JPMorgan Chase & Co. (JPM) Chief Executive Officer Jamie Dimon’s U.S. Senate testimony yesterday underscored how much more complex and government-dependent the bank has become, said historian Ron Chernow.
“What happens today with Jamie Dimon, because of the scale and scope of JPMorgan Chase, is a Main Street story,” said Chernow, who wrote the 1990 book “The House of Morgan.” In 1933, when then-CEO J.P. “Jack” Morgan Jr. testified before Congress, it “was in essence a Wall Street story.”
Dimon, 56, described to the Senate Banking Committee how the New York-based company’s $2 billion loss on credit derivatives stemmed from a unit of the business that helps invest part of the lender’s $1.1 trillion in deposits. In 1933, Jack Morgan’s bank didn’t have retail customers and federal insurance for deposits hadn’t yet been created.
“You can just imagine in this environment if there wasn’t deposit insurance how much money would be left in these banks,” Chernow said in a telephone interview. “The tradeoff was that in exchange for federally insured deposits that bankers would behave in a particularly cautious and responsible manner.”
JPMorgan, now the biggest U.S. bank with $2.3 trillion of assets, grew during the 2008 financial crisis when it acquired Washington Mutual Inc. and Bear Stearns Cos. with the federal government’s support.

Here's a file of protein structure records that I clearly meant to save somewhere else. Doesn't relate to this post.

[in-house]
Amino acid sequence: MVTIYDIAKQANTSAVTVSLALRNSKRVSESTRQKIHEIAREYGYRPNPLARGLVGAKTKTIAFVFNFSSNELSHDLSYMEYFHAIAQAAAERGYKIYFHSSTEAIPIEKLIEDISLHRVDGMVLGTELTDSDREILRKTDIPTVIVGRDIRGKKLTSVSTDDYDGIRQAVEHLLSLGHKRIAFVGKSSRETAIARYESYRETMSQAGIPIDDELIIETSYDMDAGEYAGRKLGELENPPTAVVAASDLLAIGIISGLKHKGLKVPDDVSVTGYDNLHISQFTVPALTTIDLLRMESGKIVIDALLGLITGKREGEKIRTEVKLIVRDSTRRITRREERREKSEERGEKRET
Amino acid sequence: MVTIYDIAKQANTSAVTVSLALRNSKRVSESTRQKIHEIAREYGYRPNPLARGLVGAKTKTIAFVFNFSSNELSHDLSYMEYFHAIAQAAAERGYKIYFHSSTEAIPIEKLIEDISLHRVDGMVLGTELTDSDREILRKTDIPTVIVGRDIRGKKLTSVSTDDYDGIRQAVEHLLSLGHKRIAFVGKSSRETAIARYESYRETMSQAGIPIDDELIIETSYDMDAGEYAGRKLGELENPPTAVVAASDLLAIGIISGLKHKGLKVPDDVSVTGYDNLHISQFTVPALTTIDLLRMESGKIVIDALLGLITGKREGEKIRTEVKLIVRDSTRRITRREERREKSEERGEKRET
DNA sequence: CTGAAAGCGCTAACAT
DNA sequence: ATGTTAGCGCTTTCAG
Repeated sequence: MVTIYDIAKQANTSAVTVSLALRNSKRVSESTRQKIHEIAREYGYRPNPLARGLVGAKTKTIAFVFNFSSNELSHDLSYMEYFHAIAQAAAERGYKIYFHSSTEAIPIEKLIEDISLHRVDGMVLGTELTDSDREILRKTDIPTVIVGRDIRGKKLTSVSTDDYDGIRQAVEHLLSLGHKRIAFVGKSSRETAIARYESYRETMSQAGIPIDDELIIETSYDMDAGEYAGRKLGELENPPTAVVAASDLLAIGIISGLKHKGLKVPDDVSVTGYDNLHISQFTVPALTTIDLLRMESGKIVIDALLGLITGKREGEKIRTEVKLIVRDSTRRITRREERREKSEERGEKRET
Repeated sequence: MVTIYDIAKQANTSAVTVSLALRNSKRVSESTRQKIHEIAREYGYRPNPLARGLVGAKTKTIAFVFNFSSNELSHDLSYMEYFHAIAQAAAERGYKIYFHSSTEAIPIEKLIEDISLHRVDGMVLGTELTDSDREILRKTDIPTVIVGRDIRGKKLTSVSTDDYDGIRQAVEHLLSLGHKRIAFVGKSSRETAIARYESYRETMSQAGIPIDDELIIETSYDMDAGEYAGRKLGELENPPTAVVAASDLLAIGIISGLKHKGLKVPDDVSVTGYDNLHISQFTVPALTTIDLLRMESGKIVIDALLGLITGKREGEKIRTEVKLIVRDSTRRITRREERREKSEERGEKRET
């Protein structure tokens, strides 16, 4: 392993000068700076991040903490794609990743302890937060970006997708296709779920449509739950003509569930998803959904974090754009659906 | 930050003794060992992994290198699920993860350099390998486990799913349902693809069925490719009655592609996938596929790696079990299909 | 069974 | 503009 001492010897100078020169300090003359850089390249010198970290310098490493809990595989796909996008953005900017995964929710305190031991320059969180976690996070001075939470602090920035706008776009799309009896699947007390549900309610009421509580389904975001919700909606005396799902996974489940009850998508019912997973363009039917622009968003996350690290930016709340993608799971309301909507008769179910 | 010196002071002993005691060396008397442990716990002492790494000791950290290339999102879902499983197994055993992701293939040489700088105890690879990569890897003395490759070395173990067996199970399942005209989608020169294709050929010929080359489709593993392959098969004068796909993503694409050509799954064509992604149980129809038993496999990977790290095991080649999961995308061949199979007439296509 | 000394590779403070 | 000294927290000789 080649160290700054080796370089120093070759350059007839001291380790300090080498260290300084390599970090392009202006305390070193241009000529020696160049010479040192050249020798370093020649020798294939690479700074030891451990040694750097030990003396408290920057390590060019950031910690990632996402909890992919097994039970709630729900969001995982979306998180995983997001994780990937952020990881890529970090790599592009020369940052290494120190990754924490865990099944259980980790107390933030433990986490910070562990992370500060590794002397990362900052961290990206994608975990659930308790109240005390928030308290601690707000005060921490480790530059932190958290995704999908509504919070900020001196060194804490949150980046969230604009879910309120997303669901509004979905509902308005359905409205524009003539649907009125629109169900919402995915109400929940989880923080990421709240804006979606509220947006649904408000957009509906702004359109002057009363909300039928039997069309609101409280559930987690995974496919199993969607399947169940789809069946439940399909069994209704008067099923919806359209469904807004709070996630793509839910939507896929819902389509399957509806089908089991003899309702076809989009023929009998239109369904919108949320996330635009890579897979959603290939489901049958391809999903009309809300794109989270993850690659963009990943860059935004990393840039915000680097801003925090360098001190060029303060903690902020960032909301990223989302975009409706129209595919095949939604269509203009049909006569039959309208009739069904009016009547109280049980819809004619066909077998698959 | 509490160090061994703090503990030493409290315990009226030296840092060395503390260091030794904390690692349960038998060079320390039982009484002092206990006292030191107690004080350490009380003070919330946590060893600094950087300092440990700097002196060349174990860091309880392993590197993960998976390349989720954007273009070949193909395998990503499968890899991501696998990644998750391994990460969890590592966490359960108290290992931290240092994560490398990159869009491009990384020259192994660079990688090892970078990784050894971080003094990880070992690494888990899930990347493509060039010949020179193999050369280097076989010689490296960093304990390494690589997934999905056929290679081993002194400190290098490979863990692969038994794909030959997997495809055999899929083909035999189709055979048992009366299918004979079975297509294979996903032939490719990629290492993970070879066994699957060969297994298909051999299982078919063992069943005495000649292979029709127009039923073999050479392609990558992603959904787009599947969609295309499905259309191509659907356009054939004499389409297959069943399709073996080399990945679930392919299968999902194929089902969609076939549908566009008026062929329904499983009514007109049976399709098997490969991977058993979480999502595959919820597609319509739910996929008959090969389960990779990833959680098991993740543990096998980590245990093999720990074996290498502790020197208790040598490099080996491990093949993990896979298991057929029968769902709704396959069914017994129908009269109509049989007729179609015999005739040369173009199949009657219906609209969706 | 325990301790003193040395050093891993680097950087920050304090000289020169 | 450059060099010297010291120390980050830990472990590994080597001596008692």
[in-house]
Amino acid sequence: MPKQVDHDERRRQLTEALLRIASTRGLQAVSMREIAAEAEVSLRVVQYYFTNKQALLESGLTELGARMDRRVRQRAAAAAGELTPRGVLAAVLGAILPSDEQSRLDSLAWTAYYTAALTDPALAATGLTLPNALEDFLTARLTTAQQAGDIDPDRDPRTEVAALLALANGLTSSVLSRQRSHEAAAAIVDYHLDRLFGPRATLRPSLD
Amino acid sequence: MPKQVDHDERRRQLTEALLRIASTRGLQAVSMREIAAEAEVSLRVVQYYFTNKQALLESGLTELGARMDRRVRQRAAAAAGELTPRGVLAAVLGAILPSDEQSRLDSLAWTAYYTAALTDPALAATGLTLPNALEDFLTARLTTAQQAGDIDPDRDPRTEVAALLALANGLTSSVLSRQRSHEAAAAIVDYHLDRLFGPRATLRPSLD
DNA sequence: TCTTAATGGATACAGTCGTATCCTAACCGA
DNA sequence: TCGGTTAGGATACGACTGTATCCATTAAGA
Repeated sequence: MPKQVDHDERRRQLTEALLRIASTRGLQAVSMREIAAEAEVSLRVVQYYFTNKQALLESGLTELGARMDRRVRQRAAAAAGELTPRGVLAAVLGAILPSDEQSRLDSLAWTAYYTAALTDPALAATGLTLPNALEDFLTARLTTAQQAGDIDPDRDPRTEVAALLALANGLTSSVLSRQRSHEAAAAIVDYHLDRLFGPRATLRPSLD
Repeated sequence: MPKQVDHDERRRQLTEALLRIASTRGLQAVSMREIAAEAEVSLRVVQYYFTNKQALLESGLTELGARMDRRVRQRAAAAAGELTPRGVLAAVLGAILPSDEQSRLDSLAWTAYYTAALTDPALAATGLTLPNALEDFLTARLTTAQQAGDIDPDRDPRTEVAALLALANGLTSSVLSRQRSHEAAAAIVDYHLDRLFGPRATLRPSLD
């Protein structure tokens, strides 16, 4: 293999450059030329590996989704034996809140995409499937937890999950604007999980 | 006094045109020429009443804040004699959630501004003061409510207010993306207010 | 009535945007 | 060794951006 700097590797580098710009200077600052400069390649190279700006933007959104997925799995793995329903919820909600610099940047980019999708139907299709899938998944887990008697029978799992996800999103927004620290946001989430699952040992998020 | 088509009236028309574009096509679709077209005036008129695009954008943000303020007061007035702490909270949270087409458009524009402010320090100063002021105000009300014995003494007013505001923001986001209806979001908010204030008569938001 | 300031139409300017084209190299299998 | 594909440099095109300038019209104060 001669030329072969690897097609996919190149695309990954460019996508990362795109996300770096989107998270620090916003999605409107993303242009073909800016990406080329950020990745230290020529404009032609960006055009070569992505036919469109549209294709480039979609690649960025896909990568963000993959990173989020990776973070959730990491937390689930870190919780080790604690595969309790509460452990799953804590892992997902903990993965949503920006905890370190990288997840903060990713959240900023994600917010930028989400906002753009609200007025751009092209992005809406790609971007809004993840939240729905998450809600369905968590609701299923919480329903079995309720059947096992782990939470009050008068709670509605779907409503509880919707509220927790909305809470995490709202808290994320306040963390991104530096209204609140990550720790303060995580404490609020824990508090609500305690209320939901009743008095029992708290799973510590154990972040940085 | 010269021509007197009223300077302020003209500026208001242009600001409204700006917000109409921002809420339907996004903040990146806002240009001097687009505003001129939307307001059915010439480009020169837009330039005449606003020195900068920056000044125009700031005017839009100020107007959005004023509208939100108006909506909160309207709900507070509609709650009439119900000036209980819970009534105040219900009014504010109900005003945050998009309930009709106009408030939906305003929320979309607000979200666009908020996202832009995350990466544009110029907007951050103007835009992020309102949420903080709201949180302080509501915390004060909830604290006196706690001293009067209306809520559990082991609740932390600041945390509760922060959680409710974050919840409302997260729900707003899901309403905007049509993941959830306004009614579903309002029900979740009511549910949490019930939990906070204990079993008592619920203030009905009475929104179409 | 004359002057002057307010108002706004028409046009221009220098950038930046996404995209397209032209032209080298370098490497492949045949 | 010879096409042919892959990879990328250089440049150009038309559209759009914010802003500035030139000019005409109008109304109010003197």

“It was quite counterintuitive that, to this day, the government’s response to the crisis was to create yet bigger and more complicated institutions,” Chernow said. “In addition to the deposit insurance and the regulated nature, another reason why the government has a special stake in this firm is because it was partly a creation of the government during the financial crisis.”
In 1933, the company was closely held, unregulated and its business of lending and underwriting was simpler for management and the public to understand, according to Chernow.
“The fact that the senators seemed slightly mystified by what had happened is really very significant and very telling,” Chernow said of yesterday’s hearing. “How can the government exercise oversight when the instruments that federally regulated banks are using and trading in have become so complex, high- risk, and highly leveraged?”
“The senators don’t understand it and unfortunately, as we saw in 2008 and as apparently has now happened again, senior management doesn’t understand it, and sometimes even if they think they do they don’t really understand all of the implications,” Chernow said.